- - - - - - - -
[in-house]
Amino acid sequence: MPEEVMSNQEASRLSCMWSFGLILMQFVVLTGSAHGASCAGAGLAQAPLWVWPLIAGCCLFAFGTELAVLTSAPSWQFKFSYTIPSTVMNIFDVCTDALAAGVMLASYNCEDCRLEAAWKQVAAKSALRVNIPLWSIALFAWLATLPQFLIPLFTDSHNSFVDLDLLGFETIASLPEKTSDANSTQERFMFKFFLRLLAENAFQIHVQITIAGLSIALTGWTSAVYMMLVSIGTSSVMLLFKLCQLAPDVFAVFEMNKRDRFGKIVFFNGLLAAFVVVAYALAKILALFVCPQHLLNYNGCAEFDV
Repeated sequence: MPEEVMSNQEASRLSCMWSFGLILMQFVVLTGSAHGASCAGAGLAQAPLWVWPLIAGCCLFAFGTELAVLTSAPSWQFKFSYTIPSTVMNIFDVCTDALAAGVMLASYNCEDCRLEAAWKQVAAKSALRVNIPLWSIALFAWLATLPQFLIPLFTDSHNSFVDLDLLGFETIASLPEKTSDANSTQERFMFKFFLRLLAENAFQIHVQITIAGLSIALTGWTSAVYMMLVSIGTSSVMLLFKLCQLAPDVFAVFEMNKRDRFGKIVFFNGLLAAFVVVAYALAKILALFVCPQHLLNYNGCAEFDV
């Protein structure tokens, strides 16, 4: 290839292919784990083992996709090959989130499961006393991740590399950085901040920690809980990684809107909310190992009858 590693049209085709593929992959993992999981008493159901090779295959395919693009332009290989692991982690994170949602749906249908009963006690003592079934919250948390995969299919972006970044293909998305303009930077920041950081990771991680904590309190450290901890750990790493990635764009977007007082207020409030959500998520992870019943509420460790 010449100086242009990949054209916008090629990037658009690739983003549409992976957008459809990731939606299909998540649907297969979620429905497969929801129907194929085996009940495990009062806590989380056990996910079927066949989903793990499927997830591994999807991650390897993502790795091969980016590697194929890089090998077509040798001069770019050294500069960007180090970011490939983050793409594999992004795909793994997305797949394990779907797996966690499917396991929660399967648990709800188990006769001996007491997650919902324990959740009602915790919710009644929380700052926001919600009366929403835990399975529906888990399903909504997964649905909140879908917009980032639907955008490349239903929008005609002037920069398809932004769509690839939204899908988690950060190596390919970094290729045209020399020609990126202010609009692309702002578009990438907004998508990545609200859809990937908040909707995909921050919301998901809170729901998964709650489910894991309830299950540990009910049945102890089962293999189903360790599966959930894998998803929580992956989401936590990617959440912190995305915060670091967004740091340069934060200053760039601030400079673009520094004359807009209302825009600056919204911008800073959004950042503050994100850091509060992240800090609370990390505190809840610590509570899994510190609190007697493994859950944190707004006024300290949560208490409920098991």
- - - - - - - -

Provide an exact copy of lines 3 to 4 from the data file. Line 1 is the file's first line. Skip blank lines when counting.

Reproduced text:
Repeated sequence: MPEEVMSNQEASRLSCMWSFGLILMQFVVLTGSAHGASCAGAGLAQAPLWVWPLIAGCCLFAFGTELAVLTSAPSWQFKFSYTIPSTVMNIFDVCTDALAAGVMLASYNCEDCRLEAAWKQVAAKSALRVNIPLWSIALFAWLATLPQFLIPLFTDSHNSFVDLDLLGFETIASLPEKTSDANSTQERFMFKFFLRLLAENAFQIHVQITIAGLSIALTGWTSAVYMMLVSIGTSSVMLLFKLCQLAPDVFAVFEMNKRDRFGKIVFFNGLLAAFVVVAYALAKILALFVCPQHLLNYNGCAEFDV
């Protein structure tokens, strides 16, 4: 290839292919784990083992996709090959989130499961006393991740590399950085901040920690809980990684809107909310190992009858 590693049209085709593929992959993992999981008493159901090779295959395919693009332009290989692991982690994170949602749906249908009963006690003592079934919250948390995969299919972006970044293909998305303009930077920041950081990771991680904590309190450290901890750990790493990635764009977007007082207020409030959500998520992870019943509420460790 010449100086242009990949054209916008090629990037658009690739983003549409992976957008459809990731939606299909998540649907297969979620429905497969929801129907194929085996009940495990009062806590989380056990996910079927066949989903793990499927997830591994999807991650390897993502790795091969980016590697194929890089090998077509040798001069770019050294500069960007180090970011490939983050793409594999992004795909793994997305797949394990779907797996966690499917396991929660399967648990709800188990006769001996007491997650919902324990959740009602915790919710009644929380700052926001919600009366929403835990399975529906888990399903909504997964649905909140879908917009980032639907955008490349239903929008005609002037920069398809932004769509690839939204899908988690950060190596390919970094290729045209020399020609990126202010609009692309702002578009990438907004998508990545609200859809990937908040909707995909921050919301998901809170729901998964709650489910894991309830299950540990009910049945102890089962293999189903360790599966959930894998998803929580992956989401936590990617959440912190995305915060670091967004740091340069934060200053760039601030400079673009520094004359807009209302825009600056919204911008800073959004950042503050994100850091509060992240800090609370990390505190809840610590509570899994510190609190007697493994859950944190707004006024300290949560208490409920098991």